The attempts to formulate design strategies suggest that much work has to be done in this field and that more contributes are desirable to include in the codes. Actually only in US structural codes, (FEMA 356 [15]), there are specific prescriptions for simplified structural analysis and design of buildings with dampers, but don’t give sufficient information for an easy and rapid damper design. For this reason in this paper a simplified analysis method for the project of fluid viscous dampers in existing structure is presented. In fact many existing structures around the world need to be submitted to a seismic retrofitting because designed under gravity loads and this fact requests the creation of design methodologies to be inserted in the codes in which specific procedure are missing (e.g. NTC 2008) [16].


There are many parameters and details which influence the functioning of a fluid viscous damper (FVD): stainless steel piston travels through chambers filled with silicone oil; this is constrained to pass from a chamber to another one through an annular orifice between the piston and the cylinder producing pressure differential across the piston head and so a force. When the silicon oil, that is inert, non-flammable, non toxic and stable for very long time, is subjected to a compressive force, its volume results reduced; this reduction generate a restoring force. In order to prevent this, a rod make-up accumulator with control valve is used. Spherical bearings at each end of the damper prevent the transmission of any moment [17-19]. A schematic representation of a typical FVD is shown in Fig. (1).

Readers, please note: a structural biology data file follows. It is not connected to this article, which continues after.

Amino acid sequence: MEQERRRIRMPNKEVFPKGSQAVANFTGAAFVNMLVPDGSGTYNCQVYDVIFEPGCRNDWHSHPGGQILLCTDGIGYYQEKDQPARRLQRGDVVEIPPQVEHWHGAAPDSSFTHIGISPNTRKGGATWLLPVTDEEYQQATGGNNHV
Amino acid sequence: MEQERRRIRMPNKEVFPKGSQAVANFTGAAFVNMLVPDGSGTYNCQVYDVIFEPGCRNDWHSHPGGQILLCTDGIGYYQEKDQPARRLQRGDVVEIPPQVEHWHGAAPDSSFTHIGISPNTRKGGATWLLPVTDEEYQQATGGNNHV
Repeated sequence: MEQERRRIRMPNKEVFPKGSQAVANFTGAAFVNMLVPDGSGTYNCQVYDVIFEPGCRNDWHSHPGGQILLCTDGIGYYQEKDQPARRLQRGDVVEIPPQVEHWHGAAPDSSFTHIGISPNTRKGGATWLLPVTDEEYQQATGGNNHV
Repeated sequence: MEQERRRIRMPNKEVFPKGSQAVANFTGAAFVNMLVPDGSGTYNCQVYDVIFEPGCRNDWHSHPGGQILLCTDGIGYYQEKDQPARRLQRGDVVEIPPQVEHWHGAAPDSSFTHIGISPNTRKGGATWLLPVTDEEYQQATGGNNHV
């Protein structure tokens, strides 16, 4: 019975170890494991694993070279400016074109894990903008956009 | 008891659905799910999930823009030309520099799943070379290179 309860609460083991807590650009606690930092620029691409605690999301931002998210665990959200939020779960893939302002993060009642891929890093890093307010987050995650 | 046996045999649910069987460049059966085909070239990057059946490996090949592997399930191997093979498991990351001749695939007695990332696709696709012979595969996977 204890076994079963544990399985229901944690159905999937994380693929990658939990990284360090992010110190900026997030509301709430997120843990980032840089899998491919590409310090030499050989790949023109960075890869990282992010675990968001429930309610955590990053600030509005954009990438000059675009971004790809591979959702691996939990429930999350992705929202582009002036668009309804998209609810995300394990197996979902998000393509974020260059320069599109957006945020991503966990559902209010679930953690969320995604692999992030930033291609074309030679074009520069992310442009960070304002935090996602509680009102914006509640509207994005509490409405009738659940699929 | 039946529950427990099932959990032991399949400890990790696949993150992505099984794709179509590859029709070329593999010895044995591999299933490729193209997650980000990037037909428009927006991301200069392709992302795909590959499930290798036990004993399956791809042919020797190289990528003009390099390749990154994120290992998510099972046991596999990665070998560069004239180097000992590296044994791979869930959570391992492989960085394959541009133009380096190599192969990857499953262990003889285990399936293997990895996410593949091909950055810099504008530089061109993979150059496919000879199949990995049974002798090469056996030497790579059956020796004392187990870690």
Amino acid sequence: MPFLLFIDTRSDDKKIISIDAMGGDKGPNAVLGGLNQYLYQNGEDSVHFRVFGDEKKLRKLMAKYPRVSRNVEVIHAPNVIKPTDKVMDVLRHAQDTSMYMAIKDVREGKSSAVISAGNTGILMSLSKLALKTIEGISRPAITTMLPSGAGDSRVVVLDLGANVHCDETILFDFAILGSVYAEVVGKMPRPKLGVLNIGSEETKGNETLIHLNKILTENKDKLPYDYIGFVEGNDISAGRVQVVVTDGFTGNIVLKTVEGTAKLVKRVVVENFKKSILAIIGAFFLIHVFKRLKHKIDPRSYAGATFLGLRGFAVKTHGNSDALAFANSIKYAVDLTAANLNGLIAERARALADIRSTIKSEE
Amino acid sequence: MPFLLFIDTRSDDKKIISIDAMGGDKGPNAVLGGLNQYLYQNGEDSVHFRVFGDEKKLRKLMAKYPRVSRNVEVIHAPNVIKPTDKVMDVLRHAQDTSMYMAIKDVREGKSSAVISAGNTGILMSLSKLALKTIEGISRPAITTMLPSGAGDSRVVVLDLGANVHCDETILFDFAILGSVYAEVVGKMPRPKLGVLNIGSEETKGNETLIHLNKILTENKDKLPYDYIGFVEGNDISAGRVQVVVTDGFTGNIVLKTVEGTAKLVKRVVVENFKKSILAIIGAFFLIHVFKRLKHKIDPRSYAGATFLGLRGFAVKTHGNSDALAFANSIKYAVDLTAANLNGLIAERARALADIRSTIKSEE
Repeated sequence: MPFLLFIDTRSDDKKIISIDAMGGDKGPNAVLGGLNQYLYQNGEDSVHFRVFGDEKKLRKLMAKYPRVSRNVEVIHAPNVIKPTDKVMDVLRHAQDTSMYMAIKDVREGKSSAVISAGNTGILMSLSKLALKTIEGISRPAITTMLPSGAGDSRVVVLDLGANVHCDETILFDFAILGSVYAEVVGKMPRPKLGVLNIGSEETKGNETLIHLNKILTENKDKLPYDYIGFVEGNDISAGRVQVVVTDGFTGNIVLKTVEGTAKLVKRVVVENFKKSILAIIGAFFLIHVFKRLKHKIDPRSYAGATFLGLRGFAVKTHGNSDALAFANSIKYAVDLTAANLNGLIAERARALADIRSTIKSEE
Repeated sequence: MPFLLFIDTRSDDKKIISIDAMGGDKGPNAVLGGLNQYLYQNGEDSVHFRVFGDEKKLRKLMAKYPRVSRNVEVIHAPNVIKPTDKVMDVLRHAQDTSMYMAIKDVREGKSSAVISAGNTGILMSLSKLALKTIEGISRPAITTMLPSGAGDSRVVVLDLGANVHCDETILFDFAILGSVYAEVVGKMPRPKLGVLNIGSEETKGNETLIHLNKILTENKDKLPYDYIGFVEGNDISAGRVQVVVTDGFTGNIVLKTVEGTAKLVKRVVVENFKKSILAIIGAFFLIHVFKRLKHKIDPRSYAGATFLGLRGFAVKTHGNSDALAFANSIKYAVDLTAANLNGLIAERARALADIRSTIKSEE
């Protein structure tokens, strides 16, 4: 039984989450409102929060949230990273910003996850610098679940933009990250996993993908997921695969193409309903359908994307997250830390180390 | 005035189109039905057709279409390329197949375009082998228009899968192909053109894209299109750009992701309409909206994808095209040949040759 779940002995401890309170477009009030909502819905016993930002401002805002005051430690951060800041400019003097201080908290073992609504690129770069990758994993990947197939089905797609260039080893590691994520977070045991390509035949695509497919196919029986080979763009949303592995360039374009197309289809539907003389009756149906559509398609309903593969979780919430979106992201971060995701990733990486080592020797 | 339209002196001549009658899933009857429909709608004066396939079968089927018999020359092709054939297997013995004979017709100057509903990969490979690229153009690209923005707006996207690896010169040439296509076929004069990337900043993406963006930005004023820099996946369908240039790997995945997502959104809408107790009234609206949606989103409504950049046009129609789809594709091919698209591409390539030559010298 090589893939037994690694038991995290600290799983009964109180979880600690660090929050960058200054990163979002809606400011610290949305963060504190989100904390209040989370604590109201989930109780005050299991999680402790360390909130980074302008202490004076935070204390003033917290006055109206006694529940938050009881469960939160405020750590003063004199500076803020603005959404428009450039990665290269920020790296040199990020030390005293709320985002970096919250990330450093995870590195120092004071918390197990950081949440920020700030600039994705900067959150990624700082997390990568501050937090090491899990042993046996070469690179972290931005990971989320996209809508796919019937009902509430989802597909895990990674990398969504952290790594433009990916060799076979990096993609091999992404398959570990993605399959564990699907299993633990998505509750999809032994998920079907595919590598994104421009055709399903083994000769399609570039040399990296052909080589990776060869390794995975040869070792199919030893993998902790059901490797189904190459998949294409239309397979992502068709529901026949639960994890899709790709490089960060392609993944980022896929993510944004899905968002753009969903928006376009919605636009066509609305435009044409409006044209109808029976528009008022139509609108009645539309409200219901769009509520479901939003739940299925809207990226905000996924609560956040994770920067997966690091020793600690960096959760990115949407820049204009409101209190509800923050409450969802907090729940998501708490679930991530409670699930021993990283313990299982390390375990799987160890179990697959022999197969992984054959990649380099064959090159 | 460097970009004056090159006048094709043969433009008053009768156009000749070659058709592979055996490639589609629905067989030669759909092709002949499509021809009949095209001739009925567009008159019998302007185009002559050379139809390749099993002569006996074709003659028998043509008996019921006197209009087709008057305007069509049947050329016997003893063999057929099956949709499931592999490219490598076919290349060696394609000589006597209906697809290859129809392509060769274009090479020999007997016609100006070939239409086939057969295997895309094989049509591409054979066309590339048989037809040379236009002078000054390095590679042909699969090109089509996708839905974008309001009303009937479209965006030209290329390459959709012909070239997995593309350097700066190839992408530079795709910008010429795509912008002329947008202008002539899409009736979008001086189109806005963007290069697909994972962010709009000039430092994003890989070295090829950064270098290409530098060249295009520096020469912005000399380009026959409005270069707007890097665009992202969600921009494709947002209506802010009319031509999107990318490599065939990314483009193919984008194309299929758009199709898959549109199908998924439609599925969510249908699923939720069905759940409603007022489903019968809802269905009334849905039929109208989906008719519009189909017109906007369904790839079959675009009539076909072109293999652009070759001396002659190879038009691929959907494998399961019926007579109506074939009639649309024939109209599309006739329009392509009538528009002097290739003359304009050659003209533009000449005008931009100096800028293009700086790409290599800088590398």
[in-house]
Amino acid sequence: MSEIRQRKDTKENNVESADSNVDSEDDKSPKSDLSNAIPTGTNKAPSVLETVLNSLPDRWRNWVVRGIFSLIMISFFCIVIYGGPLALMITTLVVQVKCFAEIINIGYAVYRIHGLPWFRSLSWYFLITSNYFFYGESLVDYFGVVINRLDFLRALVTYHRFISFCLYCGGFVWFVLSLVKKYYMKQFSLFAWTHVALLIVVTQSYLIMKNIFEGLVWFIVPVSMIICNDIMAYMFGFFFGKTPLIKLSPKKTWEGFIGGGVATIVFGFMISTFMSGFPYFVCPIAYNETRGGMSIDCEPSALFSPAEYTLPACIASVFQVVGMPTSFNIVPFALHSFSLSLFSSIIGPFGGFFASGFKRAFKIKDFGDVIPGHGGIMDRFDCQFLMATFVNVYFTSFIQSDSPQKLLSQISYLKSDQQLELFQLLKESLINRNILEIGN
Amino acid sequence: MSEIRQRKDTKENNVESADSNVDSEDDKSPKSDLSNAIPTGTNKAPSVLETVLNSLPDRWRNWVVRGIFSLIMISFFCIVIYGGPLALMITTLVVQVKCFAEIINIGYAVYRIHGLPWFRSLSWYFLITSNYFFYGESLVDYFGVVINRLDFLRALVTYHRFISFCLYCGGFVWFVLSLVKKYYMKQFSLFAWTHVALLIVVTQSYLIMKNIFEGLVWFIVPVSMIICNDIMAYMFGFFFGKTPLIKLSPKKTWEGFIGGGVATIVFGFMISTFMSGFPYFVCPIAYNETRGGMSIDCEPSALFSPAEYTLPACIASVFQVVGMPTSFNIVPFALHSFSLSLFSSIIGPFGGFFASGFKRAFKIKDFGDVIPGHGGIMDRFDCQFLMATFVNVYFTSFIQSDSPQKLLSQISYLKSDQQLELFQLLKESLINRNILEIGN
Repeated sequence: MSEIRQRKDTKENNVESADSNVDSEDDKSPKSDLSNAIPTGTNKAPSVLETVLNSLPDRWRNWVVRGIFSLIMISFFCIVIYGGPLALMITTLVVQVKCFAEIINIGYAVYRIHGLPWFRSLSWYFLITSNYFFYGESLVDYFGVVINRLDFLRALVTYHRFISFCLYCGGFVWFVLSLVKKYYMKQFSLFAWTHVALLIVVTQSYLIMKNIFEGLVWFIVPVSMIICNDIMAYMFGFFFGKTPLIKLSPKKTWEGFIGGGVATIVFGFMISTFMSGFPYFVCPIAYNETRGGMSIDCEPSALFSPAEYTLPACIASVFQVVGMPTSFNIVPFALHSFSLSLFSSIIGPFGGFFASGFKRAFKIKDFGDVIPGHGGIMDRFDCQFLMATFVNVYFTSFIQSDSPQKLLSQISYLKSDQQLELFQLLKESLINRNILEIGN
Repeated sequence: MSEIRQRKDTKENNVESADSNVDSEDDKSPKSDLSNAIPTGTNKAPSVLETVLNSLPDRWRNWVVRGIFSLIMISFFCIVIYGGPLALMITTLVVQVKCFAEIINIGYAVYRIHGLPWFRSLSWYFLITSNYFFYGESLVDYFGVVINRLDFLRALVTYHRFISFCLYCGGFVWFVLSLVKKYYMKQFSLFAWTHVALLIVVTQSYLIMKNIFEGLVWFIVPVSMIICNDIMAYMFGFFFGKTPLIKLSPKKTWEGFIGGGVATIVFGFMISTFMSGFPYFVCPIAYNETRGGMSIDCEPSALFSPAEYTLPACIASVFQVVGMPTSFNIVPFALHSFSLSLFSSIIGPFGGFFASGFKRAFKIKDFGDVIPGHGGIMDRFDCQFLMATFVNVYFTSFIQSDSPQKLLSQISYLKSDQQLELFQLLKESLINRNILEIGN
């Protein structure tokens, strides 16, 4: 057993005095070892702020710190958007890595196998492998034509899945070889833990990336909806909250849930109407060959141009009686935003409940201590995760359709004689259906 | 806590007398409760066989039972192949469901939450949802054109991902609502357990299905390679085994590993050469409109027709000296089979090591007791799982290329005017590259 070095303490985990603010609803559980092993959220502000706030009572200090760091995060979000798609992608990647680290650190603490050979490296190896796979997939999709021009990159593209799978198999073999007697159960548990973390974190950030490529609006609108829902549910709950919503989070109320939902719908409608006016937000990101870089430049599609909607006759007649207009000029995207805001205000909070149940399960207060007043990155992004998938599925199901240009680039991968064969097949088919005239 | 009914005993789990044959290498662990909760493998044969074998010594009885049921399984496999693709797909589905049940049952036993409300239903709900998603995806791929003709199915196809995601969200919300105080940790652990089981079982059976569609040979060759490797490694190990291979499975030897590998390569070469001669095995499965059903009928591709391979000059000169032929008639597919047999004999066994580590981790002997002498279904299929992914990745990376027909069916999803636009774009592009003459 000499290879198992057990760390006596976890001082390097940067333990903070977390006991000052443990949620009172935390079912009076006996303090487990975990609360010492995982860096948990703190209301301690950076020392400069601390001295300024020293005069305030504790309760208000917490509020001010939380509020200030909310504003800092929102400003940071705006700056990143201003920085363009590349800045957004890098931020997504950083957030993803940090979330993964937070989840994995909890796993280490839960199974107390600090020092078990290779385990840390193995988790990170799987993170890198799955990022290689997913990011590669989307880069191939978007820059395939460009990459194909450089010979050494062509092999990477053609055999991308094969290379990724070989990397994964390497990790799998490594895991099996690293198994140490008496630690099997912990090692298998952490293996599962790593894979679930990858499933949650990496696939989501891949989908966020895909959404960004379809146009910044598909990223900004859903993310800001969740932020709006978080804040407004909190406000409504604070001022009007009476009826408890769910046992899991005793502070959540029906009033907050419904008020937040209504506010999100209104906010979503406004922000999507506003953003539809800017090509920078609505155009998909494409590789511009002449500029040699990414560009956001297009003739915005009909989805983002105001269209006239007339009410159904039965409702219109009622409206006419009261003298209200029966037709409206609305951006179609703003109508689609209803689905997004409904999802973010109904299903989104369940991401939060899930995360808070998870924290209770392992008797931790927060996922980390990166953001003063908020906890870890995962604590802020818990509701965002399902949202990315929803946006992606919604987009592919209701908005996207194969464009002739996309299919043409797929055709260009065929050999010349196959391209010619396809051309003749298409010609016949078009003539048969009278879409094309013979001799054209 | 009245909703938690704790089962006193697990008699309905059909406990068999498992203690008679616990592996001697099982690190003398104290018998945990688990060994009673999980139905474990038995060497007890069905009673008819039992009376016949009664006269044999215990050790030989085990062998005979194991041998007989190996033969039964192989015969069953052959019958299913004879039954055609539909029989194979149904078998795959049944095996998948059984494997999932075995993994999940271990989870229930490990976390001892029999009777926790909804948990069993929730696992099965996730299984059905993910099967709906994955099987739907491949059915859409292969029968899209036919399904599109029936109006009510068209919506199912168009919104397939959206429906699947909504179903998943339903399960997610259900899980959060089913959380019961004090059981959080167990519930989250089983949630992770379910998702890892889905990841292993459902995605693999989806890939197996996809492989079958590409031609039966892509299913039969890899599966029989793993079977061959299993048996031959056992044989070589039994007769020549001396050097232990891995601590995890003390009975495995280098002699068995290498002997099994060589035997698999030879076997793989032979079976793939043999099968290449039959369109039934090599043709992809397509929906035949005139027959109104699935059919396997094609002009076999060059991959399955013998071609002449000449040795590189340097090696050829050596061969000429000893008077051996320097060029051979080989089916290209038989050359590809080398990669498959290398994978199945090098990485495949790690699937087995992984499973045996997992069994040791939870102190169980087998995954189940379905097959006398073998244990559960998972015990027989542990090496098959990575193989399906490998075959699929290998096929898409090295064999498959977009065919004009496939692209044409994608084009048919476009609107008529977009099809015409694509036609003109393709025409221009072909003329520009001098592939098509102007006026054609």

Fig. (1).

Section of a typical fluid viscous damper.

The kinetic energy of the piston is transformed in heat and dissipated across the cylinder. In order to evaluate the mechanical characteristics of a FVD, there are many tests to perform: cyclic tests at constant velocity to estimate the main damper characteristics for different values of velocity, different amplitude of displacement and different temperature; endurance test at constant cyclic velocity to evaluate the durability of the damper and the stability of its characteristics; sinusoidal cyclic tests to evaluate energy dissipation capacity; friction tests with a very slow force-control to evaluate friction resistance. In addition to these fundamental tests it is possible to perform a test with a seismic displacement input to evaluate the behaviour in a real case [20].

The mathematical model of a damper can be derived from the tests described above, obtaining a relationship between the force applied to the piston and the relative velocity between the piston and the cylinder; actually the most accepted law for these devices is:


where F is the damper force, is the velocity of the piston, C is a constant depending mainly by the annular orifice area, the diameter of the piston and the fluid properties as well as the temperature. It is possible to obtain a more stable device using different material for the piston and the cylinder, making it possible the different thermal dilatation of the two parts. Changing shape and dimension of the annular orifice provides the thermal effect counterbalance [17]; in Fig. (2) it’s possible to see the force-displacement curve for different value of C for a sinusoidal displacement history.

In Eq (1) α is a constant, whose values are generally in the range 0.15-1.95 and depends on the shape of the piston head; for civil applications it seems better that is not greater than 1. In theory with the same maximum displacement and maximum damper force it is possible to obtain a more energy dissipation with smaller values of α, as it is possible to deduce by Fig. (3); unfortunately this effect can create difficulty to the structure members because of the higher damper forces when the structure restoring forces are maximum.